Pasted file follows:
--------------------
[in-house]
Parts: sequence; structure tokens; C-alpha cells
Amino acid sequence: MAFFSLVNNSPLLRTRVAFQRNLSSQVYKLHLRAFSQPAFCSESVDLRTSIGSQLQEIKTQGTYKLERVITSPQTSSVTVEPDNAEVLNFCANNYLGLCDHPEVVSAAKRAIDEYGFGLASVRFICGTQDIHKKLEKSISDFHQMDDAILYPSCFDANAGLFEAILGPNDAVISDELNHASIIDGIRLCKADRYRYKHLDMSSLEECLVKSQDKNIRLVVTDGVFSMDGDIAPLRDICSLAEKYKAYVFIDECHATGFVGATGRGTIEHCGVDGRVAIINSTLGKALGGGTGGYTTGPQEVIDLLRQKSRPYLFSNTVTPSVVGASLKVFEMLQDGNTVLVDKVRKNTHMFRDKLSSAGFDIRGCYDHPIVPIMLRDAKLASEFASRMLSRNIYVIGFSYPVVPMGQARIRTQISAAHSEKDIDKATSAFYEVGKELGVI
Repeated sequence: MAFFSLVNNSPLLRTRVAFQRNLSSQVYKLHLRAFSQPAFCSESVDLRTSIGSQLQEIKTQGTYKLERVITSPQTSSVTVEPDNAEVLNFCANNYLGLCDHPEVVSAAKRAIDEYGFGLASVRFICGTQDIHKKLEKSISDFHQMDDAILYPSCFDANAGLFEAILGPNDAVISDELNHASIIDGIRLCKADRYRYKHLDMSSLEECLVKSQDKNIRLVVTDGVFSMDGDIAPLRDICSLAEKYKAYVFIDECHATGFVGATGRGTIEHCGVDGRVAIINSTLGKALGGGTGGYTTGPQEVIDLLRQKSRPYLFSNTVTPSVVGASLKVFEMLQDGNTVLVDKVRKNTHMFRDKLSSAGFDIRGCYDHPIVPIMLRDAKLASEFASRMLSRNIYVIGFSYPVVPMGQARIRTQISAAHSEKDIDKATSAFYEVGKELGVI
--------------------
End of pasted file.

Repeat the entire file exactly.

[in-house]
Parts: sequence; structure tokens; C-alpha cells
Amino acid sequence: MAFFSLVNNSPLLRTRVAFQRNLSSQVYKLHLRAFSQPAFCSESVDLRTSIGSQLQEIKTQGTYKLERVITSPQTSSVTVEPDNAEVLNFCANNYLGLCDHPEVVSAAKRAIDEYGFGLASVRFICGTQDIHKKLEKSISDFHQMDDAILYPSCFDANAGLFEAILGPNDAVISDELNHASIIDGIRLCKADRYRYKHLDMSSLEECLVKSQDKNIRLVVTDGVFSMDGDIAPLRDICSLAEKYKAYVFIDECHATGFVGATGRGTIEHCGVDGRVAIINSTLGKALGGGTGGYTTGPQEVIDLLRQKSRPYLFSNTVTPSVVGASLKVFEMLQDGNTVLVDKVRKNTHMFRDKLSSAGFDIRGCYDHPIVPIMLRDAKLASEFASRMLSRNIYVIGFSYPVVPMGQARIRTQISAAHSEKDIDKATSAFYEVGKELGVI
Repeated sequence: MAFFSLVNNSPLLRTRVAFQRNLSSQVYKLHLRAFSQPAFCSESVDLRTSIGSQLQEIKTQGTYKLERVITSPQTSSVTVEPDNAEVLNFCANNYLGLCDHPEVVSAAKRAIDEYGFGLASVRFICGTQDIHKKLEKSISDFHQMDDAILYPSCFDANAGLFEAILGPNDAVISDELNHASIIDGIRLCKADRYRYKHLDMSSLEECLVKSQDKNIRLVVTDGVFSMDGDIAPLRDICSLAEKYKAYVFIDECHATGFVGATGRGTIEHCGVDGRVAIINSTLGKALGGGTGGYTTGPQEVIDLLRQKSRPYLFSNTVTPSVVGASLKVFEMLQDGNTVLVDKVRKNTHMFRDKLSSAGFDIRGCYDHPIVPIMLRDAKLASEFASRMLSRNIYVIGFSYPVVPMGQARIRTQISAAHSEKDIDKATSAFYEVGKELGVI